In speaking of those cases where the treatment of gain from the sale or exchange of depreciable business property resulted in an undue hardship to the taxpayer, the House Ways and Means Committee, in reporting on what is now § 1231, used as examples, among others, the cases "where the proceeds of insurance on destroyed property exceed the cost of the property" and "gain or loss resulting from the involuntary conversion of property into other property or money * * *." H.R. No. 2333, 77th Cong., 1st Sess., pp. 53-54 (1942-2 C.B. 372, 415). In the case at bar the destruction of plaintiff's tool bodies, in addition to being an involuntary conversion, is in a way analogous to an insured casualty loss. Had plaintiff insured its bodies for their replacement cost, upon the destruction thereof it would have received approximately the lost-in-hole charge it actually levied, as that charge was meant to provide the funds needed to replace the lost body. Here, instead of contracting with a private insurer, plaintiff, through the levy of the lost-in-hole charge, had the drilling contractors substitute for an insurer of its bodies.
We note that the losses of tool bodies in holes are occurrences that are remunerative to plaintiff, to the extent that the charge for such losses is the same as the selling price of similar new bodies sold in the foreign market, while more often than not, the lost bodies have been fully or partially depreciated on the plaintiff's books. Though plaintiff stands to profit by this arrangement, it "profits" only in the sense that it receives money it would not otherwise get. Testimony at the trial showed that most, if not all, of the lost-in-hole charge is used to cover the cost of producing a new tool body and the general and administrative expenses of Grant Oil connected with such production. See Fishing Tools, Inc., supra, 232 F. Supp. at 402. However, this procedure was adopted by plaintiff to assure that drilling contractors would take every precaution to avoid abandonment of the tool bodies unless recovery thereof would, from the contractor's viewpoint, be economically unfeasible. All decisions with respect to the course of action to be taken in case of a break in the drill stem (in which the tool body is contained) are made by the drilling contractor, and plaintiff has no voice in the matter. The decision as to whether to "fish" for the body, to abandon the hole, or to whipstock (plug the drill hole up to the point of the break in the stem and drill around the severed portion) is made by the driller based on the economics of each course of action. The fact that plaintiff's tool is lost is of little consequence to the driller. The tool is of inconsequential value compared to the other costs of the driller's operation. The procedure adopted by plaintiff is all that it could do to avoid the method of disposition in question.
The Government argues that the decision in Nehi Beverage Co., 16 T.C. 1114 (1951), precludes a finding of an involuntary conversion in this case. There a soft drink bottler and distributor, when the deposits on bottles exceeded the number of bottles in the hands of its retailers, transferred the surplus of deposits from a liability to an income account. The Tax Court held that the failure of the taxpayer's retail dealers to return the bottles did not entitle the bottler to capital gains treatment on the deposits. The Tax Court said (at p. 1124) there was no involuntary conversion because Nehi Beverage, voluntarily, through the unilateral action of its board of directors, made the accounting entry to transfer the funds. We note that this transfer was done at an arbitrary time when the taxpayer was unable to tell whether the bottles had actually been destroyed or were still in existence. Without commenting on the merits of the Tax Court's approach to the facts before it, in the instant case Grant Oil's action — the levy of the lost-in-hole charge — is taken only when the economic nonexistence of the tool bodies is a certainty; there is no arbitrariness about the time of its action.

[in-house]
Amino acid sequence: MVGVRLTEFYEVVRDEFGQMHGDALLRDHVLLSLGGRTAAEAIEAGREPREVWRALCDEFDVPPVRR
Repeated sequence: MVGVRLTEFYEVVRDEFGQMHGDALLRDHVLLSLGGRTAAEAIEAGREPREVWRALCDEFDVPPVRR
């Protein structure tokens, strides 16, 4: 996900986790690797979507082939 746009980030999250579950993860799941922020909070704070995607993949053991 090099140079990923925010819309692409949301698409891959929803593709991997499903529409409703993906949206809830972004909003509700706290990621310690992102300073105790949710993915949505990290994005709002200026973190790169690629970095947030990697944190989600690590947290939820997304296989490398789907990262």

Our decision in Philadelphia Quartz Co. v. United States, 374 F.2d 512, 179 Ct. Cl. ___, (1967), establishes that a conversion does not lose its involuntary character because the owner of the property in question yields possession of it to bailees who he knows will fail to return his property in some instances. There, as is true here, the owner retained title and assessed loss charges sufficient to deter any attempt to purchase the property de facto through the simple means of omitting the return of it.
Second: § 1231(b) (1) (A) excludes from capital gains treatment, even though it is depreciable business property used in the taxpayer's trade or business, "property of a kind which would properly be includible in the inventory of the taxpayer if on hand at the close of the taxable year". The question here is whether Grant Oil's tool bodies, which are produced by it in quantity as the end product of its manufacturing cycle, fall within that exclusionary language. The test to be applied in answering this question is not whether the property is included in inventory by the taxpayer but whether the property is "properly includible" in "the inventory." Mary Alice Browning, 9 CCH Tax Ct.Mem. 1061, 1066 (1950). However, before we can apply this test we must know what "the inventory" of Grant Oil is. (Emphasis supplied.)